Victoria team to participate in medical mission trip
May 20, 2010 at 12:20 a.m.
Updated May 21, 2010 at 12:21 a.m.
HOW TO HELP
The team is still raising money to pay for transportation and medical expenses once they are in Zambia. Here are a couple of ways to help.
Central Church of Christ benefit dinners
Until end of May
Central Church of Christ
801 E. Airline Road, Victoria
Central Church of Christ benefit barbecue
Chicken and sausage plates
801 E. Airline Road, Victoria
11:30 a.m.-1:30 p.m.
For more information, contact Darren Tom at 361-649-2929, or the church at 361-573-9133.
For more information on the mission, visit www.zambiamission.org.
Prom, graduation, Africa.
While most graduating high school seniors are focused on plans for fall semesters in college, 17-year-old Rebecka Tom is figuring out how to get into another hemisphere.
"Everyone has kind of told me I am kind of crazy for going everywhere," she said. "But I don't know. I feel right. I know I can help people here in our country, but other people aren't so fortunate to what we have."
Tom has been on two mission trips, one in the U.S. and the other to Mexico, but never overseas.
She, as well as her father, Darren Tom, and Vickie Rabino, an assistant principal at Memorial High School Senior Campus, will head to a remote area in southern Zambia. The team leaves July 15 and will return Aug. 1.
The trip is a part of an effort with the Central Church of Christ denomination. The three will also be joined by Rabino's daughter and will spend about two weeks living in tents in the African brush to provide support to a medical mission team.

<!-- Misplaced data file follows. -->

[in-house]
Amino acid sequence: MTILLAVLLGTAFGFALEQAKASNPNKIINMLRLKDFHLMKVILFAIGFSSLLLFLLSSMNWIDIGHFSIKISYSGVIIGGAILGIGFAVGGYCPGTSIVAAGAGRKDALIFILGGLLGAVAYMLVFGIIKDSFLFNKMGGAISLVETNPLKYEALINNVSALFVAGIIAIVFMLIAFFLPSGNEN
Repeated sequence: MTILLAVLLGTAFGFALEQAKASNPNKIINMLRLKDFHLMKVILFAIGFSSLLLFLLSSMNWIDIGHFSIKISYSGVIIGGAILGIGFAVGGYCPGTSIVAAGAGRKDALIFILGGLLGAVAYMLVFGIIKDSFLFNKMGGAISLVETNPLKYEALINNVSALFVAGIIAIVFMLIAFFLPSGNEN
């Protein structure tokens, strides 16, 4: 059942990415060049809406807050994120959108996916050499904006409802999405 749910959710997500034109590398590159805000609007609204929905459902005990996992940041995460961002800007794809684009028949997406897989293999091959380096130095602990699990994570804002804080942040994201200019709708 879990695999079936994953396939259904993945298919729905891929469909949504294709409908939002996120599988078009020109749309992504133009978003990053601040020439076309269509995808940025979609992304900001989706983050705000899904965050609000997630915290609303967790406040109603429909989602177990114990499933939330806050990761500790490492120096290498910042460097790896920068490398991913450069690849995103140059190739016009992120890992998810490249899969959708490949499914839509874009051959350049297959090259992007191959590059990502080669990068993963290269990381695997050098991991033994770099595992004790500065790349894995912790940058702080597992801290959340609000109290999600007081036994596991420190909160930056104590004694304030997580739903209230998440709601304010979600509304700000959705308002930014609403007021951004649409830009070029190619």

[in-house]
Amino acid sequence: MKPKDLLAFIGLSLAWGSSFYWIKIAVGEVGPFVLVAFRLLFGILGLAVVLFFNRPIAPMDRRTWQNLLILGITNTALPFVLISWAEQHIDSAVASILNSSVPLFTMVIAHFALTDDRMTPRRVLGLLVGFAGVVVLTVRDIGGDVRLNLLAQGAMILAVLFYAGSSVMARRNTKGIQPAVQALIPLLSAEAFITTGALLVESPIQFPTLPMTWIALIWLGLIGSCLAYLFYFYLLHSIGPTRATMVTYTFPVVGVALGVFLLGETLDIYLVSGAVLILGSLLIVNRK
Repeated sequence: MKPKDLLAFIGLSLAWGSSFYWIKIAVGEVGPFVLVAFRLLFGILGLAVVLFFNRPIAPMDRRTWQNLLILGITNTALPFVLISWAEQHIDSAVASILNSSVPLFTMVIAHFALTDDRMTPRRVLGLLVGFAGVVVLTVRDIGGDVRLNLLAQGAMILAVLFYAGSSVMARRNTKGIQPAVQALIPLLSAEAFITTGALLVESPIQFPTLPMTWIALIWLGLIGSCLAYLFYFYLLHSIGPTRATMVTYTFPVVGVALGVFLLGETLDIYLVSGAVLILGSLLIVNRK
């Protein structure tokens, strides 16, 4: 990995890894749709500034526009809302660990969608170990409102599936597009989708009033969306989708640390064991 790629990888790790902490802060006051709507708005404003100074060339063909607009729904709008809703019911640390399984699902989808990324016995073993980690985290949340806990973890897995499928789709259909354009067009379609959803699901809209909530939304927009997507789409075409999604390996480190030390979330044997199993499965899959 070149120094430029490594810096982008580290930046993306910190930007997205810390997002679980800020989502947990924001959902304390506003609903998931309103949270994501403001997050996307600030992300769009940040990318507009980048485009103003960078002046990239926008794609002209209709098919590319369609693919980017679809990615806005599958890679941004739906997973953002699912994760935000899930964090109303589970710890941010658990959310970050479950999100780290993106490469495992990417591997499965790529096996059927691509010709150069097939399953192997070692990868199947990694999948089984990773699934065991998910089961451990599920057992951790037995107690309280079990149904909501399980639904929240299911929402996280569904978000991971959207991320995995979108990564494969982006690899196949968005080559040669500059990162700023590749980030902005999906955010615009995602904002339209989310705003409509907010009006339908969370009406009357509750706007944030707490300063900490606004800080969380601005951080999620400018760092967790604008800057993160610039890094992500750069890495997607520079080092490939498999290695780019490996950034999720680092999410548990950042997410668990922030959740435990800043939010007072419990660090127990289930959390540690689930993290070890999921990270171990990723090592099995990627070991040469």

The team will help with about 16,000 Zambians who will receive vital medical care in a country where the average life span is only 35 years.
The trip is the first African mission for everyone on the team, but each believe they're ready.
"Once you get into it, your adrenaline starts flowing," Darren Tom said. "You're looking at people that don't have a clue what we have here."
Rabino, who has traveled and lived around the world doing mission work, is expecting the time to be grueling.
"A lot of manual labor," she said. "I'm not expecting to be comfortable."
Rebecka meanwhile continues to answer questions about her uncertain future; friends keep prodding her about college plans, but she's unsure if she'll even come back from Africa.
"I'm hoping this trip will open my eyes for me," she said. "I would like to go to college, but I plan on doing more mission work."
In the past few months, the team has sent eyeglasses, crutches, wheelchairs and medicines to help with the mission where Zambians will be treated for everything from scratches to amputations.
The group has raised enough money to pay for their own travel expenses through door-to-door visits and weekly benefit dinners, but are continuing to raise money for unexpected travel or medical expenses while they are abroad.
There's a sense of fearlessness about Rebecka. The 17-year-old is not worried for her safety or even getting sick.
In the beginning, Rebecka's mother, Ginger, almost didn't let her go - a restriction that has since changed.
"She would not let me go at first, and I said, 'Mom, I'm going to be 18,'" she said.
Her birthday is May 29.
And while Rebecka awaits for her birthday and graduation - while she fights off senior-itis - she's unsure about plans post-Africa, but is OK with it.
"It's hard to explain," Rebecka said. "Who knows what God has in store for me."